White bread

White bread

By
From
Leiths How to Cook
Makes
500 g loaf
Photographer
Peter Cassidy

Ingredients

Quantity Ingredient
250g strong plain flour, plus extra to dust
1 teaspoon salt
10g fresh yeast
150-175ml warm water

Method

  1. Put the flour and salt into a large bowl. Put the yeast in a small bowl, add 2 tablespoons of the water and mix with a teaspoon to a loose paste. Add the yeast mixture to the flour, swirl a little more of the water into the yeast bowl, to ensure no yeast is lost, and pour it into the flour. Add three-quarters of the remaining water and mix with a cutlery knife to distribute the water.
  2. Feel the dough with your hands and add the remaining water, if necessary. The dough should be tacky, but not too sticky to work with. If not enough water is added, the dough will be dry and firm, difficult to knead and will make a dry, heavy loaf.
  3. Turn the dough out onto a very lightly floured surface and knead it well for 5–8 minutes, using the bottom of the palm of one hand to push the dough away from you diagonally across you, and rolling it back with the fingertips of the same hand. Repeat with the other hand and continue kneading in this way, alternating between hands. Avoid adding flour even if the dough sticks to the table a little. As you knead and the water becomes fully distributed, the dough will become a little drier and less tacky.
  4. After about 5 minutes of kneading, shape the dough into a ball, pulling it around itself to create a taut surface. Press the dough with your finger. If it bounces at least three-quarters of the way back and shows some elasticity, it is kneaded sufficiently. If the dough doesn’t bounce back, or only a very little, you should continue kneading.
  5. Once the dough is sufficiently kneaded, place it in a large, very lightly oiled bowl, cover with lightly oiled cling film or a damp tea towel and put in a warm place to rise until doubled in size, about 1 hour.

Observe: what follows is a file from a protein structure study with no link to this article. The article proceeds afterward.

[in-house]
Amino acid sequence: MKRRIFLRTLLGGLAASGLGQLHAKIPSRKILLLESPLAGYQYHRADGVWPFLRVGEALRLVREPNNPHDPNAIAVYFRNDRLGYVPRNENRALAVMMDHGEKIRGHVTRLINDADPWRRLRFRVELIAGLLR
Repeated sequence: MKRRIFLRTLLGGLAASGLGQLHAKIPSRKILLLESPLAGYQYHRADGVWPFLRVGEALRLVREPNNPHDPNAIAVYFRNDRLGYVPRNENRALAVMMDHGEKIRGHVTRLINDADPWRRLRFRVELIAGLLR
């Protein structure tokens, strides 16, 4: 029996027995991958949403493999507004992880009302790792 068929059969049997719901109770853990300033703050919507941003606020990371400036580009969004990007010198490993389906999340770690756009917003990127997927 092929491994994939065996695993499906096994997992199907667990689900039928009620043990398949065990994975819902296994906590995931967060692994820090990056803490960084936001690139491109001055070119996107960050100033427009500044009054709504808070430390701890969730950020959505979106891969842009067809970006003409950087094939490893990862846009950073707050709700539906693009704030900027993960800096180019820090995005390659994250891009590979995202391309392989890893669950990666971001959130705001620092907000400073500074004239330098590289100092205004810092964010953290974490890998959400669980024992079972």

6. Remove the risen dough from the bowl and knock it back on your work surface, kneading for 2–3 minutes, to break down and distribute all the large bubbles created by the yeast during rising, giving a more even texture to the dough.
  7. Shape the dough by pulling it around itself to create a smooth, taut surface. Roll it a little, smooth side down, on the work surface, then place neatly, smooth side up, in a lightly oiled 500 g loaf tin, cover with lightly oiled cling film and leave to prove (rise again) in a warm place to at least half its size again. Meanwhile, heat the oven to 200°C.
  8. After about 30 minutes, check the dough by lightly pressing it in one corner with your finger; if it leaves a little indentation, it is ready. If it springs back fully, prove the loaf for longer. The dough should have almost reached the top of the tin (it will rise further in the oven).
  9. Dust the top of the risen loaf with flour and bake in the oven for 25–30 minutes until golden. To check it is done, remove it from the oven and, using oven gloves, invert the tin to remove the loaf; it should feel light and sound hollow when tapped on the underside. If not, return the loaf to the tin and oven and cook for a little longer. Once cooked, leave the unmoulded loaf to cool on a wire rack.
Tags:
Leiths School of food and wine
cookery course
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